Harding Proposal Evokes More Frustration At CMS Meeting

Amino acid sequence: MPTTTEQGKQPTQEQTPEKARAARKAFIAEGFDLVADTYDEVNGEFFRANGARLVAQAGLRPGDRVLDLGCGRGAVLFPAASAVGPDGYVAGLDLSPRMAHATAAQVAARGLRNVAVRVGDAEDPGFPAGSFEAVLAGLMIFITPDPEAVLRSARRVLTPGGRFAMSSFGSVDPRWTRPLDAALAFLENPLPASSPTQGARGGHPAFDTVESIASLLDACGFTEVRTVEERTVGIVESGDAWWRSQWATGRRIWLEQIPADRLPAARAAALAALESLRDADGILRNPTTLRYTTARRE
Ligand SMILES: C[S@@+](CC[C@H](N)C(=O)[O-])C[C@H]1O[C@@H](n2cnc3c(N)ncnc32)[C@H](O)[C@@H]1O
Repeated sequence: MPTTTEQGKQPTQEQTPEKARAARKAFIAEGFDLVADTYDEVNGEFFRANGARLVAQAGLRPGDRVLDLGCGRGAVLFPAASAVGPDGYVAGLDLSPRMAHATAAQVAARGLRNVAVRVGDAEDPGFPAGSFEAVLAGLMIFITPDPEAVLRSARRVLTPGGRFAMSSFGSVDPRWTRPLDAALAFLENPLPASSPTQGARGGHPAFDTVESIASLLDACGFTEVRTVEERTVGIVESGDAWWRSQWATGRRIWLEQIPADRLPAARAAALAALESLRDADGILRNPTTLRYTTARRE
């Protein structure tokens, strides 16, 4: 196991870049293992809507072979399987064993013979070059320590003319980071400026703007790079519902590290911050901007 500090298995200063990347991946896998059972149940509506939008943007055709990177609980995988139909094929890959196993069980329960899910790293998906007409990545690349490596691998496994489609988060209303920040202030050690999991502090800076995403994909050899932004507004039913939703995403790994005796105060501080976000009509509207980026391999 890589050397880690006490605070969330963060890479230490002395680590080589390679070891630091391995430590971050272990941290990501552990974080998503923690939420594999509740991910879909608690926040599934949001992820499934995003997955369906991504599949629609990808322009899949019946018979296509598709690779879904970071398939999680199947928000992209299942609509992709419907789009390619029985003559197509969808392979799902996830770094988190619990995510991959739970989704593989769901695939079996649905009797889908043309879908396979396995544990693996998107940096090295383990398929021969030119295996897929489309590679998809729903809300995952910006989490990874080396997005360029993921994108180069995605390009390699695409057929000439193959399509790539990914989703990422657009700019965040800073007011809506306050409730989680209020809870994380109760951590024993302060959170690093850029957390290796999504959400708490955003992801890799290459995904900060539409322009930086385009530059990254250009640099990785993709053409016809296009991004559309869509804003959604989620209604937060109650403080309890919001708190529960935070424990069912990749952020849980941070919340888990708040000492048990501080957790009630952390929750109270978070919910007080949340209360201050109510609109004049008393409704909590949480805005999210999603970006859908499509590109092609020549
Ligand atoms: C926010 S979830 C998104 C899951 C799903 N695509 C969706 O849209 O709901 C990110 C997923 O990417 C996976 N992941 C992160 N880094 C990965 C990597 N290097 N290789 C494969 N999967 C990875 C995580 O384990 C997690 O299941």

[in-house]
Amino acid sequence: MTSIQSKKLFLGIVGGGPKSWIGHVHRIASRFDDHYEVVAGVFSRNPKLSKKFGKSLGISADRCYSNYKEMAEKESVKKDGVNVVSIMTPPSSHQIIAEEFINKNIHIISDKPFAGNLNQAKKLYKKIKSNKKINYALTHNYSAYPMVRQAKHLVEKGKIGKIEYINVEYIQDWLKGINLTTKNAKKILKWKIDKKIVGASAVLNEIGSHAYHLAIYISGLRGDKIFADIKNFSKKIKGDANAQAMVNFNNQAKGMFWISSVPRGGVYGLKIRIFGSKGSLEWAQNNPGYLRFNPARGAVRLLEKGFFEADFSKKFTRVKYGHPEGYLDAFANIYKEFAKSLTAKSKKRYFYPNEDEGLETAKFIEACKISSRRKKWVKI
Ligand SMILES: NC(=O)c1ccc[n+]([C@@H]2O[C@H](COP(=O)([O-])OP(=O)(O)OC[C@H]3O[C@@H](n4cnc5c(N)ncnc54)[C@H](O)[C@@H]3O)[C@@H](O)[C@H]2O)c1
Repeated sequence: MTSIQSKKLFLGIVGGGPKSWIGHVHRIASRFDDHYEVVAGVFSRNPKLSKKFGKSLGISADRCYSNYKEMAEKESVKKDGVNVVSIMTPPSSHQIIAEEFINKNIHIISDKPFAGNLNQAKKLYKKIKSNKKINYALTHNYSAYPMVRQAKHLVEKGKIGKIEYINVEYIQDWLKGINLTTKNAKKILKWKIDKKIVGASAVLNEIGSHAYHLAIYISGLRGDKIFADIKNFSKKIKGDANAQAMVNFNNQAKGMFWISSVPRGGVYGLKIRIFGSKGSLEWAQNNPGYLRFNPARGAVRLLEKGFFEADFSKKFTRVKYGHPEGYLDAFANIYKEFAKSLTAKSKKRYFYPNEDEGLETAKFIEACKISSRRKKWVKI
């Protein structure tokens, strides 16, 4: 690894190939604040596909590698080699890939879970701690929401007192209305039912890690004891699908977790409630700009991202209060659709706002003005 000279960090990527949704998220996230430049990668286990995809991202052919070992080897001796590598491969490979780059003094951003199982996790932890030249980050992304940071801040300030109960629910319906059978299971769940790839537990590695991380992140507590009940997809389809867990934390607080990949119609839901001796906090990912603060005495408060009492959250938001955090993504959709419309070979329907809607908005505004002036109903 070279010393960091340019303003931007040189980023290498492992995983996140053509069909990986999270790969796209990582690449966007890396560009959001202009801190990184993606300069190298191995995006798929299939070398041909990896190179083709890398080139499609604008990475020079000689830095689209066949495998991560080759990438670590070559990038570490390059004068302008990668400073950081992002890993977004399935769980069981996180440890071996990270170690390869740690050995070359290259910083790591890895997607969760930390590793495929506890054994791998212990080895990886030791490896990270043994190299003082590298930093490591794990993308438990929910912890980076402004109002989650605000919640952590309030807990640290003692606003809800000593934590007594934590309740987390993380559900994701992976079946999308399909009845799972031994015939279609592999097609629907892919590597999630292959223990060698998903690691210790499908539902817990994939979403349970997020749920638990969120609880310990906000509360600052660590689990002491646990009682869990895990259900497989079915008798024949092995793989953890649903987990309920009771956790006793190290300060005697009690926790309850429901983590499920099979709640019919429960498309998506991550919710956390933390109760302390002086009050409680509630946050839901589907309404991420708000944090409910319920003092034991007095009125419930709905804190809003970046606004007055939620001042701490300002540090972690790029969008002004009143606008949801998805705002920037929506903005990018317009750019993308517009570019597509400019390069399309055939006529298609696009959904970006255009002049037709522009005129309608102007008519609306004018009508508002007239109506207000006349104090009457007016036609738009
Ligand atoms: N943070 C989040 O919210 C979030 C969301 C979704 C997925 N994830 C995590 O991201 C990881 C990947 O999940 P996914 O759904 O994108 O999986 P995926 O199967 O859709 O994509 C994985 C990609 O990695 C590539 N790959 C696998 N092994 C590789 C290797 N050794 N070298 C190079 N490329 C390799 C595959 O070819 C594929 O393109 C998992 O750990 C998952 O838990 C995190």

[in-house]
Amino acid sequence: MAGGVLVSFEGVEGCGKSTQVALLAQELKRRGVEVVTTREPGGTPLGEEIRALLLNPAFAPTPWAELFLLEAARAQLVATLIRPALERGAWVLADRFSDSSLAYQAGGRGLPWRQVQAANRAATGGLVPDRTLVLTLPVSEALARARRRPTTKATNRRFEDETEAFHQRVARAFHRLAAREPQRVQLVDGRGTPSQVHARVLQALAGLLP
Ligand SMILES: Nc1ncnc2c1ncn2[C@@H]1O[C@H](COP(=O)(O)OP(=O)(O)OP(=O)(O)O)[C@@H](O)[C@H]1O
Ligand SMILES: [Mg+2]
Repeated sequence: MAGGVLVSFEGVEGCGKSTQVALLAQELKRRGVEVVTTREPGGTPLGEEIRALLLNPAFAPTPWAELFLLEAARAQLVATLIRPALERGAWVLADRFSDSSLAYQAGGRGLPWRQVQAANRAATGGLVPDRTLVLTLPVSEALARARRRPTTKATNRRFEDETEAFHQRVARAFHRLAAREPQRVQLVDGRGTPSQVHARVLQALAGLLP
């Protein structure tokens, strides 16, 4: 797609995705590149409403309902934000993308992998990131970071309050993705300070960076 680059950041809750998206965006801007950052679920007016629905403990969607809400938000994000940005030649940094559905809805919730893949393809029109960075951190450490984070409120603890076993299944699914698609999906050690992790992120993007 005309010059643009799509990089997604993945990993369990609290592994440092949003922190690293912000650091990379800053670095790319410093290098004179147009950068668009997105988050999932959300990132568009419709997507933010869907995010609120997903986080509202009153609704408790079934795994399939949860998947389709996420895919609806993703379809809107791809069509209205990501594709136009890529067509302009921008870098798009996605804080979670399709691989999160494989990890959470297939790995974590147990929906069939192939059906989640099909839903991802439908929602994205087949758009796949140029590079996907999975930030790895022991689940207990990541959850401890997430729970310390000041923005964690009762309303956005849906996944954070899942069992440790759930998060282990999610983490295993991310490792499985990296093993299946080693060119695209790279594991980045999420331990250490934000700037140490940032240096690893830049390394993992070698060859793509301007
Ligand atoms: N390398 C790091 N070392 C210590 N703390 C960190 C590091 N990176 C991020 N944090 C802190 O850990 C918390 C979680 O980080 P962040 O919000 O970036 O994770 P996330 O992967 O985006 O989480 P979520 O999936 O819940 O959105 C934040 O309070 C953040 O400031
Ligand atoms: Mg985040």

CMS presented its final recommendations to board members last night on school closings and boundary changes. The proposals were met with plenty of opposition in the audience. Many spoke out against the district's decision this week to recommend the board close Harding High School and keep E.E. Waddell open. WFAE's Lisa Miller takes us through the range of emotions, questions and comments throughout the evening. The evening began with an apology of sorts from board chairman Eric Davis for cutting short a forum two weeks ago. That was the one where two people were arrested. Davis had asked those who didn't get time to speak then to come back for this meeting. "I regret that that happened... and that decision was solely mine. It was not any other member of the board and I hope it doesn't reflect on the board or the school system. I realize that choice was not the best choice," Davis said. Several parents urged the board not to close schools. As the board's regular meeting began, more people started filling the room - about 170 people in total, many of them Harding parents and students. They listened as staff talked through the latest changes to the plan: Adding Harding to the closure list, delaying the closing of University Park Elementary for a year, and not turning First Ward into a year-round magnet - for now. Afterward, a couple board members drilled staff on the proposals. Kaye McGarry took issue with several parts of the plan. "I have a problem with letting the public know in such short notice about the Harding University (closing)," she said to audience applause. Richard McElrath asked Superintendent Peter Gorman a variation of a question many parents and students had put to him about public input. "If you find out that Harding doesn't want to go to Waddell they want to stay at Harding how much weight would that carry and if it's not going to carry a lot of weight why go?" Gorman's response: "We've made our recommendations. Now our recommendations come to the board. That question rests with the board members, sir." A few seconds later about 20 people in the audience broke into a chant led by local NAACP President Kojo Nantambu. "No justice, no peace. No justice, no peace," they said. Board Chairman Eric Davis then called a recess. "We will not stand, we will not sit down," yelled one of the people chanting. But most of the crowd was sitting, trying to listen. Like Nantambu, they are upset with CMS, but the yelling clearly bothered some of them. One Harding parent noted wants to keep it "classy" as police cleared out the room. Nantambu and a few others staged an impromptu press conference outside the chamber. "This community cannot go on perpetrating this fraud and pretending to be all this world class city and at the same time oppressing its minorities and low-income and people of color. That's wrong," he said. Harding parent Andrea White kept her distance, clutching a stack of petitions. "No, it's not Harding's way. We're quiet. Those weren't Harding parents. But I understand their frustration," White said. "That's the way they vent they their frustration. At Harding, we're going to have our petitions." The meeting reconvened about 20 minutes later. For the most part, the audience remained quiet as board member Trent Merchant got a few things off his chest. "I'm going to be honest. There's been a lot of shouting," he said. "And I have to tell you the kids ask better questions than the adults because they actually wanted to hear answers. They weren't just making statements." He said he's heard from a lot of people frustrated with CMS. "It's not just on the west side. It's not. There are people all over asking, "What are you doing? Why are you doing it?" That's where we've missed. We've talked a lot about the what and maybe we haven't been very clear on the why." A big part of the why, he went on to say, is to minimize teacher cuts next year. As the meeting ended, a few people including Nantambu had more questions for board members and CMS planners. People talked to each other, and everyone appeared to be listening.